AstraZeneca searches for differentiator in diabetes market
- AstraZeneca announced Monday morning it will begin two new large Phase 3b cardiovascular outcomes trials for its type 2 diabetes drug Farxiga (dapagliflozin).
- The trials will test the potential of the sodium glucose co-transporter (SGLT)-2 inhibitor to provide cardiovascular and renal benefit for patients with and without diabetes.
- The late-stage studies will take place in patients with chronic kidney disease and chronic heart failure.
Trying to compete in the crowded diabetes space, AstraZeneca is hoping that results from two cardiovascular outcomes trials will differentiate its late-to-market SGLT-2 inhibitor.
Farxiga was approved by the U.S. Food and Drug Administration in January 2014 — almost a year after Johnson & Johnson's first-to-market SGLT-2 inhibitor Invokana (canagliflozin) got a greenlight. It did, however, beat Eli Lilly & Co and Boehringer Ingelheim's Jardiance (empagliflozin) by more than eight months.
SGLT-2 drugs —a new class of diabetes drugs that causes excess sugar to be evacuated via the urine — has been growing at a faster clip than analysts initially anticipated when Invokana was first launched. Even so, Farxiga has failed to find a niche.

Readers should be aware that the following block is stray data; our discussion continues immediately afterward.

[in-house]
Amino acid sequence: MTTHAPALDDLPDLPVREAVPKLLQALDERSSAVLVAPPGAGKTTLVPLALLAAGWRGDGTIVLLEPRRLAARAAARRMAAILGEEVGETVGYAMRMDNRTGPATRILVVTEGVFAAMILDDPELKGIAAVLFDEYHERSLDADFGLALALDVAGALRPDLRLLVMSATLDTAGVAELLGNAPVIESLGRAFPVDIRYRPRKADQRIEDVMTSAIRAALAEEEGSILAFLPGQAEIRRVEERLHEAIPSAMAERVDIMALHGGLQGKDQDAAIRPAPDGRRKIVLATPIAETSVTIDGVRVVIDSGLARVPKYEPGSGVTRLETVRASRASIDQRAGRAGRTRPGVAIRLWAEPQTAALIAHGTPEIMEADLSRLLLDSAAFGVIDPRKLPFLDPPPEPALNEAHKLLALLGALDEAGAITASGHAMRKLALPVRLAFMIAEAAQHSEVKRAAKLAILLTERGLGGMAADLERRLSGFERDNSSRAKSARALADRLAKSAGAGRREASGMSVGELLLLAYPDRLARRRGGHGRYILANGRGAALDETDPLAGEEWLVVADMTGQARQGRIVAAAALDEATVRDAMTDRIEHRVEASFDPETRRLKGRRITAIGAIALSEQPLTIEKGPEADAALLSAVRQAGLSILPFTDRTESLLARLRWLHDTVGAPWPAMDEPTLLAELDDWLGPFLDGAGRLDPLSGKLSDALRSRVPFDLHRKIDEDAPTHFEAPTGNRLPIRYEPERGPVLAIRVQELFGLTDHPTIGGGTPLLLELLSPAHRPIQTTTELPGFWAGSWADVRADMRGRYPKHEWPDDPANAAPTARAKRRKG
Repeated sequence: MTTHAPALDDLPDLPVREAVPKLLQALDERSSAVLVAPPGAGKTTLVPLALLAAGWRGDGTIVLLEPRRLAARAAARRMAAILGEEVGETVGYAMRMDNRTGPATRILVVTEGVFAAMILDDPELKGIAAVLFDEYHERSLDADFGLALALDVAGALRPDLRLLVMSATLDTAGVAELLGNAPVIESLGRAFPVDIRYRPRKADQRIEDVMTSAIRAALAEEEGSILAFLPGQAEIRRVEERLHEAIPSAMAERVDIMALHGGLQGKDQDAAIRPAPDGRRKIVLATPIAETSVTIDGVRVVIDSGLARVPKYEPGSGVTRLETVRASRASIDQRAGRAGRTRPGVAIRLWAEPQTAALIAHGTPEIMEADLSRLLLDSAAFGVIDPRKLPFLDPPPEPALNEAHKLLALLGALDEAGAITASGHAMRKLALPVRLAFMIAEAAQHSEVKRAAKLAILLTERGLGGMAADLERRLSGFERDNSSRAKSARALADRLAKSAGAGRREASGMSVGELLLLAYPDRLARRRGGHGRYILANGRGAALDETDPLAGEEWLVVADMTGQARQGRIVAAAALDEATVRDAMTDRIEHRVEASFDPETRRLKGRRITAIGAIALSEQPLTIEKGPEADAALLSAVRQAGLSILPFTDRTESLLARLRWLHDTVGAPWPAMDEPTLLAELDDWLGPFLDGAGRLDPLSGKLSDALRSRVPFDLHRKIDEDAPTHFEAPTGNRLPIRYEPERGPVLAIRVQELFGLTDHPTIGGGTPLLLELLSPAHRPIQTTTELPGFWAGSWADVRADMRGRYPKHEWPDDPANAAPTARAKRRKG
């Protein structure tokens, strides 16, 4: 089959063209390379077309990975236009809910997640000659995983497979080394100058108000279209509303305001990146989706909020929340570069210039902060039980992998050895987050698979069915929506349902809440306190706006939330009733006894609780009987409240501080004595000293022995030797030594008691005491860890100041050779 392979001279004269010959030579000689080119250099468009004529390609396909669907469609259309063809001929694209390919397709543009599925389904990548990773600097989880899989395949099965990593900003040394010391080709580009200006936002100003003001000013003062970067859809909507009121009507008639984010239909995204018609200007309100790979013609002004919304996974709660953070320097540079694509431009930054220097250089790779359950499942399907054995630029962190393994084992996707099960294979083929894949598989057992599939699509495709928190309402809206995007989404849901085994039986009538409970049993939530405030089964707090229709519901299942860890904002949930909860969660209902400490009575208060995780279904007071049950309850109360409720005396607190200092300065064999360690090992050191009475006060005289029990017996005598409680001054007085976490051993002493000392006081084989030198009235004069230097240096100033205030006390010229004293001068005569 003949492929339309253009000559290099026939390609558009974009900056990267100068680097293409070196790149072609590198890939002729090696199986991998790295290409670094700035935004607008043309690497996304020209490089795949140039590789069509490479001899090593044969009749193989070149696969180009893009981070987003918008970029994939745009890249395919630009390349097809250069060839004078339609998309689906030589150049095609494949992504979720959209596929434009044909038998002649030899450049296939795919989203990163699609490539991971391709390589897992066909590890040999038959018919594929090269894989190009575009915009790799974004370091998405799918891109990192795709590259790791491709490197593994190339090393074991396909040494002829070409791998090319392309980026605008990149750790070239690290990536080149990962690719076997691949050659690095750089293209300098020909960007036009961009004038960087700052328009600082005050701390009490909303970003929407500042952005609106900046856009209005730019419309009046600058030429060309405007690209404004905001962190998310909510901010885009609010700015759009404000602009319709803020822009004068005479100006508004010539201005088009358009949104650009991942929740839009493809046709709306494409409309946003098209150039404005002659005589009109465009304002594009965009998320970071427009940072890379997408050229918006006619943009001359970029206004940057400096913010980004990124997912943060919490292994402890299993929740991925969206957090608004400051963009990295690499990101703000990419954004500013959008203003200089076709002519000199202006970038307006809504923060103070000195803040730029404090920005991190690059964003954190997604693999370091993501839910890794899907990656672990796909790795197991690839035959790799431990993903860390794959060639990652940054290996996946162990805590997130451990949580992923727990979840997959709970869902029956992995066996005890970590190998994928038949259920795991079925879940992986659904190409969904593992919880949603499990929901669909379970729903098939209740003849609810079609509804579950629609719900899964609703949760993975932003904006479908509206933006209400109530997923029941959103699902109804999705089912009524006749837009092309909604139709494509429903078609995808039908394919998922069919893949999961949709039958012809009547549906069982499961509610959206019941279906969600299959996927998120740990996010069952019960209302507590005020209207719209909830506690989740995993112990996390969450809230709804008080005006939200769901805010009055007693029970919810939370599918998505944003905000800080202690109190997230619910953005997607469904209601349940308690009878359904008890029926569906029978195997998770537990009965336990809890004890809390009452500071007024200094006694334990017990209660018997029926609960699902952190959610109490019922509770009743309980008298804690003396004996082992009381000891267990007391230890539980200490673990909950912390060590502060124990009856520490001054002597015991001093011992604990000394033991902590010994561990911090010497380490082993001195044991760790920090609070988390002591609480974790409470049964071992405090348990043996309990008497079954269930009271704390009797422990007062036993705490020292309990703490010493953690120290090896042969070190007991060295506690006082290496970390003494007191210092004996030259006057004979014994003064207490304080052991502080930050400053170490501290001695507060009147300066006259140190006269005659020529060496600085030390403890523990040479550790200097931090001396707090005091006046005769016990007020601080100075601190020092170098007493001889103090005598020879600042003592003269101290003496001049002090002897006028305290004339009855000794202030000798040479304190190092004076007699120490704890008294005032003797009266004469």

While Invokana has the first-to-market advantage, Jardiance gained ground by showing it has cardio-protective properties in a large cardiovascular outcomes trial dubbed EMPA-REG.
More recently, Lilly and Boehringer released further data from EMPA-REG showing Jardiance helps in slowing the progression of chronic kidney disease in patients with type 2 diabetes.
Unfortunately for AstraZeneca, cardiovascular outcomes trials include a large number of patients and often take years to complete — making the competitive edge it seeks could be far down the road.
- AstraZeneca Press Release
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